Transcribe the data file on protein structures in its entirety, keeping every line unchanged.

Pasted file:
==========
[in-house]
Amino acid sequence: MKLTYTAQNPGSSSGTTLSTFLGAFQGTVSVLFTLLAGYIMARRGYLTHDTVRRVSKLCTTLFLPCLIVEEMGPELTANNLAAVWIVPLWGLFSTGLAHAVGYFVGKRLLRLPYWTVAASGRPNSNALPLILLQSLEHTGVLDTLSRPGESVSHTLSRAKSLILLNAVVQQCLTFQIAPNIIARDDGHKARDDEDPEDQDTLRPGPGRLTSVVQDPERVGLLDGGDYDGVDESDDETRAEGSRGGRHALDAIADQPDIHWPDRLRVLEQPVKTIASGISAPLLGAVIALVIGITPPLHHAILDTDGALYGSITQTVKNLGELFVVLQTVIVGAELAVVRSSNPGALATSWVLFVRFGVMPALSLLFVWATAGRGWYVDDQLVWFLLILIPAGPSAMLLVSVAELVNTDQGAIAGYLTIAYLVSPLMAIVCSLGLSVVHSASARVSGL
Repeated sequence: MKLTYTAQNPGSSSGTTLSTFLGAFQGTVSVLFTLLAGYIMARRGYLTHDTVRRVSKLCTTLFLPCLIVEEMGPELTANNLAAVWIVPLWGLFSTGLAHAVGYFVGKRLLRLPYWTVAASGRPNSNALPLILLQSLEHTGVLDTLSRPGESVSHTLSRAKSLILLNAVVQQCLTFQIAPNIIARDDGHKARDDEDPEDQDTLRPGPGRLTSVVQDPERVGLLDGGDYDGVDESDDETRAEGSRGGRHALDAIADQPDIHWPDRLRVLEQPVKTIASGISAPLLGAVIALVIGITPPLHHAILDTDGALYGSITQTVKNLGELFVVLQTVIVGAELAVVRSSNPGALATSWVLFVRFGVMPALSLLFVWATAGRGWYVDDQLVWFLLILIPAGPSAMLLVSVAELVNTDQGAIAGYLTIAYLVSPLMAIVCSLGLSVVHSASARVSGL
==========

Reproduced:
[in-house]
Amino acid sequence: MKLTYTAQNPGSSSGTTLSTFLGAFQGTVSVLFTLLAGYIMARRGYLTHDTVRRVSKLCTTLFLPCLIVEEMGPELTANNLAAVWIVPLWGLFSTGLAHAVGYFVGKRLLRLPYWTVAASGRPNSNALPLILLQSLEHTGVLDTLSRPGESVSHTLSRAKSLILLNAVVQQCLTFQIAPNIIARDDGHKARDDEDPEDQDTLRPGPGRLTSVVQDPERVGLLDGGDYDGVDESDDETRAEGSRGGRHALDAIADQPDIHWPDRLRVLEQPVKTIASGISAPLLGAVIALVIGITPPLHHAILDTDGALYGSITQTVKNLGELFVVLQTVIVGAELAVVRSSNPGALATSWVLFVRFGVMPALSLLFVWATAGRGWYVDDQLVWFLLILIPAGPSAMLLVSVAELVNTDQGAIAGYLTIAYLVSPLMAIVCSLGLSVVHSASARVSGL
Repeated sequence: MKLTYTAQNPGSSSGTTLSTFLGAFQGTVSVLFTLLAGYIMARRGYLTHDTVRRVSKLCTTLFLPCLIVEEMGPELTANNLAAVWIVPLWGLFSTGLAHAVGYFVGKRLLRLPYWTVAASGRPNSNALPLILLQSLEHTGVLDTLSRPGESVSHTLSRAKSLILLNAVVQQCLTFQIAPNIIARDDGHKARDDEDPEDQDTLRPGPGRLTSVVQDPERVGLLDGGDYDGVDESDDETRAEGSRGGRHALDAIADQPDIHWPDRLRVLEQPVKTIASGISAPLLGAVIALVIGITPPLHHAILDTDGALYGSITQTVKNLGELFVVLQTVIVGAELAVVRSSNPGALATSWVLFVRFGVMPALSLLFVWATAGRGWYVDDQLVWFLLILIPAGPSAMLLVSVAELVNTDQGAIAGYLTIAYLVSPLMAIVCSLGLSVVHSASARVSGL